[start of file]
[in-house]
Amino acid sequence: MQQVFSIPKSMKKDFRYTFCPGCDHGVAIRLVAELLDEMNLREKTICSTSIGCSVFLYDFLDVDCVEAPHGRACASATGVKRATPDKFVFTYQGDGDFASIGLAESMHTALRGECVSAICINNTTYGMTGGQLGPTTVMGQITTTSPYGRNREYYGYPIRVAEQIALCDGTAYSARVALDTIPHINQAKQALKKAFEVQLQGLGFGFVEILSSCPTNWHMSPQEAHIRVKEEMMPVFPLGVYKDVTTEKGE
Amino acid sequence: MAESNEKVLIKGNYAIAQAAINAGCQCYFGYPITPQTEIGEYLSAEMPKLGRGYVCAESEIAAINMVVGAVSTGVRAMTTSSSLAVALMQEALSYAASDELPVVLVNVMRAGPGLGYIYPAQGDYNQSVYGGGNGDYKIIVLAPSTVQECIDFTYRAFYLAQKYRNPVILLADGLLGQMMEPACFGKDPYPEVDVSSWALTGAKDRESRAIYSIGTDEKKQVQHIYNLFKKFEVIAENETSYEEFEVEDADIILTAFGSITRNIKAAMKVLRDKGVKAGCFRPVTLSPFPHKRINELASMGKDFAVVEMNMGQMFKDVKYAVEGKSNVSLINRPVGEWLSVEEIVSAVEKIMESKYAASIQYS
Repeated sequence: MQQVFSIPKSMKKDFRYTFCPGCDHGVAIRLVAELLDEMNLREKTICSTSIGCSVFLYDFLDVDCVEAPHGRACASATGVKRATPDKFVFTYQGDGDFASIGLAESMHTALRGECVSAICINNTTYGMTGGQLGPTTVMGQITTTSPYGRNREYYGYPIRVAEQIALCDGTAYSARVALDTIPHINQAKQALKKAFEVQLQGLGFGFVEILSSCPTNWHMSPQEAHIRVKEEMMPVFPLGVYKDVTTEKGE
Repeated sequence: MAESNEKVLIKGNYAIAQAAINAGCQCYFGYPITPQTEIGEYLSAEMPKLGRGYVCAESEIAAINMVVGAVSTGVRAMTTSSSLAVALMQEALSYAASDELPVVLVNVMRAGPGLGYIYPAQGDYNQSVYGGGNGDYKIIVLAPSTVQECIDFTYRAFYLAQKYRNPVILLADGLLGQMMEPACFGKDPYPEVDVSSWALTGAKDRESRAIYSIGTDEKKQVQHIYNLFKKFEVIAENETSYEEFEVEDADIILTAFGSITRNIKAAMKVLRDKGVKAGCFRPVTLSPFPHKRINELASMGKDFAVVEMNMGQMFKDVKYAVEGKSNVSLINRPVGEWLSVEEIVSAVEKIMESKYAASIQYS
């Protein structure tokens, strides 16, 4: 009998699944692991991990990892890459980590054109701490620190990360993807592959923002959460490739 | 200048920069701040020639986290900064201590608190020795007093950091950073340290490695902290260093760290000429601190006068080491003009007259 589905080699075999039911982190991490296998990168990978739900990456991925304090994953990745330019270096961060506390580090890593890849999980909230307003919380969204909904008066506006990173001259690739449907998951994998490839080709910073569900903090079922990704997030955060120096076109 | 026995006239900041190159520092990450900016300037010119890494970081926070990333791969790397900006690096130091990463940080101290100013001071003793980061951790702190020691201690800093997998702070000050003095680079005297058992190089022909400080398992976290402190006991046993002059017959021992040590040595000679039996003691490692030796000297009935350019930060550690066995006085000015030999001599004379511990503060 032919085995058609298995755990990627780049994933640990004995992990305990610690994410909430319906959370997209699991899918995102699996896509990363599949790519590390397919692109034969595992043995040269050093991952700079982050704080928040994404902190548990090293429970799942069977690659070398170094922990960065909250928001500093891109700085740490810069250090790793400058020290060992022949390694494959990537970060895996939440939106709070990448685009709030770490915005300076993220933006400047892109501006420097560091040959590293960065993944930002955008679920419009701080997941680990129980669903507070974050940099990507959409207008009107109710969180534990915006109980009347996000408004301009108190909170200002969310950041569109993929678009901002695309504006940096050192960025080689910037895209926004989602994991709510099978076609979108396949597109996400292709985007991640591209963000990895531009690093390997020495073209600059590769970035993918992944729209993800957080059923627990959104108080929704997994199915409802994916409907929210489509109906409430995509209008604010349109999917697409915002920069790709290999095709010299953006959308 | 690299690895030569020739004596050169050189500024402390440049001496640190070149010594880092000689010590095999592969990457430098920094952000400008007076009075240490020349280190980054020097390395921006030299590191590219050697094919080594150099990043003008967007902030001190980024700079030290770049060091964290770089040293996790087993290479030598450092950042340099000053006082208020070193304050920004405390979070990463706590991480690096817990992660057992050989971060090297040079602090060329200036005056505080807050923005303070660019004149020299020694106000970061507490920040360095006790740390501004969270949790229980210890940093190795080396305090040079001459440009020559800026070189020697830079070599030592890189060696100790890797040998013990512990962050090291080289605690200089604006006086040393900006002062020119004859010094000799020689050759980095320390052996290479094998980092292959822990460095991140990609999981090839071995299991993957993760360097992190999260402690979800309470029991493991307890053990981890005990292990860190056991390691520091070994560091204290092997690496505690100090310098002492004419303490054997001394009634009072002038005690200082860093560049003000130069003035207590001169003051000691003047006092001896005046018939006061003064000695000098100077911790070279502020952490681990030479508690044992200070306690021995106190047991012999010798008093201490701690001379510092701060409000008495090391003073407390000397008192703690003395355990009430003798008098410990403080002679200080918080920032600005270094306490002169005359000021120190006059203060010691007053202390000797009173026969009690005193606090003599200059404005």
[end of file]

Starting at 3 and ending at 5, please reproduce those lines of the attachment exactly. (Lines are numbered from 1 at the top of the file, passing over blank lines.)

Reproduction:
Amino acid sequence: MAESNEKVLIKGNYAIAQAAINAGCQCYFGYPITPQTEIGEYLSAEMPKLGRGYVCAESEIAAINMVVGAVSTGVRAMTTSSSLAVALMQEALSYAASDELPVVLVNVMRAGPGLGYIYPAQGDYNQSVYGGGNGDYKIIVLAPSTVQECIDFTYRAFYLAQKYRNPVILLADGLLGQMMEPACFGKDPYPEVDVSSWALTGAKDRESRAIYSIGTDEKKQVQHIYNLFKKFEVIAENETSYEEFEVEDADIILTAFGSITRNIKAAMKVLRDKGVKAGCFRPVTLSPFPHKRINELASMGKDFAVVEMNMGQMFKDVKYAVEGKSNVSLINRPVGEWLSVEEIVSAVEKIMESKYAASIQYS
Repeated sequence: MQQVFSIPKSMKKDFRYTFCPGCDHGVAIRLVAELLDEMNLREKTICSTSIGCSVFLYDFLDVDCVEAPHGRACASATGVKRATPDKFVFTYQGDGDFASIGLAESMHTALRGECVSAICINNTTYGMTGGQLGPTTVMGQITTTSPYGRNREYYGYPIRVAEQIALCDGTAYSARVALDTIPHINQAKQALKKAFEVQLQGLGFGFVEILSSCPTNWHMSPQEAHIRVKEEMMPVFPLGVYKDVTTEKGE
Repeated sequence: MAESNEKVLIKGNYAIAQAAINAGCQCYFGYPITPQTEIGEYLSAEMPKLGRGYVCAESEIAAINMVVGAVSTGVRAMTTSSSLAVALMQEALSYAASDELPVVLVNVMRAGPGLGYIYPAQGDYNQSVYGGGNGDYKIIVLAPSTVQECIDFTYRAFYLAQKYRNPVILLADGLLGQMMEPACFGKDPYPEVDVSSWALTGAKDRESRAIYSIGTDEKKQVQHIYNLFKKFEVIAENETSYEEFEVEDADIILTAFGSITRNIKAAMKVLRDKGVKAGCFRPVTLSPFPHKRINELASMGKDFAVVEMNMGQMFKDVKYAVEGKSNVSLINRPVGEWLSVEEIVSAVEKIMESKYAASIQYS